Knowing a valid card number isn't all that hard if you're a good at math. Credit card machines use an extremely complicated mathematical algorithm to generate unique card numbers each time a transaction takes place. These are the main features of a legitimate card: It contains four groups of sixteen digits which are then divided into 4 groups of eight digits.
If the card contains five digits, the customer receives the card with the remaining digits written below the five-digit number on the card. A few card manufacturers make it possible for customers to input a five-digit number to have the remainder written below the remaining digits in the card. This method of generating a card has some benefits for the card processor. If a customer input the wrong card number and the card are returned to them, then they can have their money back.
The problem with this process is that it is very simple to forge a card by changing any of the digits in the card which could alter the way the card is used and therefore affect the validity of the card. It is also very easy for a card to be copied or lost because a fraudulent card could easily be copied and inserted into a card reader. There are no two identical cards, so a single duplicate can easily be created.
The solution to the issue of valid card numbers is a mathematical algorithm, which uses the fact that there are 16 digits to generate a unique card number from the remaining digits. Each of the remaining digits has a certain mathematical value associated with it. This mathematical value is known as a nonce. A nonce must be used in combination with each of the digits in order to generate a valid card.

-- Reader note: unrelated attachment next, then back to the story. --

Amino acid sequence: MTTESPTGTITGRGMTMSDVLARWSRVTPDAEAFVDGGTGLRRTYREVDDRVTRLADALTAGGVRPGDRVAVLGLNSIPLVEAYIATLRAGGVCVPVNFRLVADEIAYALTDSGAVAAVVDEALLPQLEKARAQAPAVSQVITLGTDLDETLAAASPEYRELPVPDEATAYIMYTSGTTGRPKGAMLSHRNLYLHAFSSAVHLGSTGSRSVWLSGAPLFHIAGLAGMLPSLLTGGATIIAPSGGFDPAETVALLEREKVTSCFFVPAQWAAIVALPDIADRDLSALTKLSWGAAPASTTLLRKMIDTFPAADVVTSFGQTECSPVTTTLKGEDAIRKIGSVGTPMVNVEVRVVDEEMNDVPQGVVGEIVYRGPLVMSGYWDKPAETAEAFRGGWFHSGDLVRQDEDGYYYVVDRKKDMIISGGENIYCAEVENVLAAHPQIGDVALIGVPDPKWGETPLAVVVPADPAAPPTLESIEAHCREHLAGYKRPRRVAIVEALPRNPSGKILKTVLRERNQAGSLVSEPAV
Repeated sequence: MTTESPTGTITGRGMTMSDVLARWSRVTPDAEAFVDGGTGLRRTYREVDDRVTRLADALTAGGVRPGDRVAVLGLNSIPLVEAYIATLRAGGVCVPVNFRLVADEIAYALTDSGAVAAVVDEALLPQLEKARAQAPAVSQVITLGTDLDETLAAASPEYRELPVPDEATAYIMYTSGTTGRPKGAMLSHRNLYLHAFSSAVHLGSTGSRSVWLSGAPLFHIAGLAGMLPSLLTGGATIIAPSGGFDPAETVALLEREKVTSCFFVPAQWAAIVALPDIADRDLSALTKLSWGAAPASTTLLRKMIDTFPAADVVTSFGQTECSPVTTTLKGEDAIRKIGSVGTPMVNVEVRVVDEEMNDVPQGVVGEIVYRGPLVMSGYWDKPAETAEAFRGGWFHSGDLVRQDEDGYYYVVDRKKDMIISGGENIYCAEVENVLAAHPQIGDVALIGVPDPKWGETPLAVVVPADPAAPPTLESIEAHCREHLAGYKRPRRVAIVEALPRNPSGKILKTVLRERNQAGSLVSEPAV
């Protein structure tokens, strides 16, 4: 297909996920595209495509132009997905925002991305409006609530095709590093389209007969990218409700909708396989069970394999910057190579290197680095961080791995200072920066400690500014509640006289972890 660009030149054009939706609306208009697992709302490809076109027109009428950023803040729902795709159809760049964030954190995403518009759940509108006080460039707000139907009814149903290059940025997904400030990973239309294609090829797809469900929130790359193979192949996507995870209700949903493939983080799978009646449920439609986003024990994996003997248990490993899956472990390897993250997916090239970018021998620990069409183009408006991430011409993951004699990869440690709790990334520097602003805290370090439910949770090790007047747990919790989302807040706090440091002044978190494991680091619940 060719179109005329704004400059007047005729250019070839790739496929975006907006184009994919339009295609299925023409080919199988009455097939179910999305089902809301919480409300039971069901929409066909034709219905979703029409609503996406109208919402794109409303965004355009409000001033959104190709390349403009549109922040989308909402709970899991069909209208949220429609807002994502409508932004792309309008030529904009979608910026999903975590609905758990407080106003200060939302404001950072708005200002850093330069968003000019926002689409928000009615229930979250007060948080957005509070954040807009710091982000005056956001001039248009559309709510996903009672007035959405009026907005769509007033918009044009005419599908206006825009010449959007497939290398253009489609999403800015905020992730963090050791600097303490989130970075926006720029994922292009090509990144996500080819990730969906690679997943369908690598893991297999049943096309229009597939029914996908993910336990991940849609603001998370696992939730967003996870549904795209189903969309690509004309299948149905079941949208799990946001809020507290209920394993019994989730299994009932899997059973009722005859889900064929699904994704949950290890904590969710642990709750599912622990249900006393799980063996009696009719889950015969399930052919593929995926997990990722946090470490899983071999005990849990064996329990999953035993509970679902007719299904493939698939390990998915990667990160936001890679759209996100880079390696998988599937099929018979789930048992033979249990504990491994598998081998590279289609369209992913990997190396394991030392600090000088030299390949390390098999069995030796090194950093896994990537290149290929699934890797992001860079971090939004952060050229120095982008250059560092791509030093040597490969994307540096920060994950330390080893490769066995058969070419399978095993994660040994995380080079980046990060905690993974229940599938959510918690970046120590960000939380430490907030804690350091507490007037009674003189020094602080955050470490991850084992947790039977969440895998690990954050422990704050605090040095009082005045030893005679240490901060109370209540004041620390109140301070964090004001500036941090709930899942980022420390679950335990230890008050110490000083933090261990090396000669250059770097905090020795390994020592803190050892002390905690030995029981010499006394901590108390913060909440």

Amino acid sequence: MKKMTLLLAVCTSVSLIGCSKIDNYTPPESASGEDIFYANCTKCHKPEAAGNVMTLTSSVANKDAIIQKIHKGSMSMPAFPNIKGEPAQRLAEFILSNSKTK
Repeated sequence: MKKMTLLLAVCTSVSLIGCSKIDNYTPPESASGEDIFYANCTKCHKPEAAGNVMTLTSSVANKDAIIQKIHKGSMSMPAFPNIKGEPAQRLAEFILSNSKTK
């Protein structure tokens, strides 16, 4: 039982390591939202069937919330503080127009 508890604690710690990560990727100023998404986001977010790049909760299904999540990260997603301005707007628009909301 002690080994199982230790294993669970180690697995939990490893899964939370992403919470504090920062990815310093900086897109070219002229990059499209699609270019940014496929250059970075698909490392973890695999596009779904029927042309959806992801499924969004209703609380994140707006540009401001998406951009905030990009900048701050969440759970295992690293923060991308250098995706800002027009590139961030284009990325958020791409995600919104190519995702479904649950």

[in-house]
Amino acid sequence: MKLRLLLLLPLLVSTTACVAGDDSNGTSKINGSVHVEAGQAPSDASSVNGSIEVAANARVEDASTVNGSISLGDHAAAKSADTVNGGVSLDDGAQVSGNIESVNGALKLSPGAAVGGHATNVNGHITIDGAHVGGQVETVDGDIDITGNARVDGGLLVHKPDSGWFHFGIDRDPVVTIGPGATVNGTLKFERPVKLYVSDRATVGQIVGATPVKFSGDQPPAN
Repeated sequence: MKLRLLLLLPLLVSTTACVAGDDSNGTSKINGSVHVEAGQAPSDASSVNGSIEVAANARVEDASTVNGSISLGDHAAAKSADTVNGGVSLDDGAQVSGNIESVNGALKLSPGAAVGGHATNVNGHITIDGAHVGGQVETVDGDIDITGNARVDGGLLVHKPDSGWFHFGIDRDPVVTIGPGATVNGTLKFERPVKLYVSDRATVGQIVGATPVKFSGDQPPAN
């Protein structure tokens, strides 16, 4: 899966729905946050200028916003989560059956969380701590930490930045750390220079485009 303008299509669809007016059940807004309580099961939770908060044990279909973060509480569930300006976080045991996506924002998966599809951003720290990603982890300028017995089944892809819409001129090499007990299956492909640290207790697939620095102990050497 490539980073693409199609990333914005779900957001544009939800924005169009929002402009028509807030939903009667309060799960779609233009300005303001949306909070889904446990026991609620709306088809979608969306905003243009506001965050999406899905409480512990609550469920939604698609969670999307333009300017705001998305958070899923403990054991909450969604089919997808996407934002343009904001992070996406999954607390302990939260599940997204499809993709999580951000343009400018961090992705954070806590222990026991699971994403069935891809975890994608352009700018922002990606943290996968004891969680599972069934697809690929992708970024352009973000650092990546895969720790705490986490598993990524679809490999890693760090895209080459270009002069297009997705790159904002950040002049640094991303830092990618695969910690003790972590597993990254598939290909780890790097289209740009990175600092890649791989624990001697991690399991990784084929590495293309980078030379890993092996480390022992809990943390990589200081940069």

Each card generated by the card processor has its own unique nonce that is required in order to determine whether the card number given by the customer is valid or not. The nonce serves as a basis for the mathematical algorithm that the card processor uses to determine the value of the nonce.
There are three separate algorithms that the card processor uses to determine the nonce for each card. In the first algorithm, all of the forces are multiplied together and the result is the number of digits that contain a certain mathematical value. After the third algorithm, the number of notes is divided by the total number of digits and then finally the remaining digits are summed.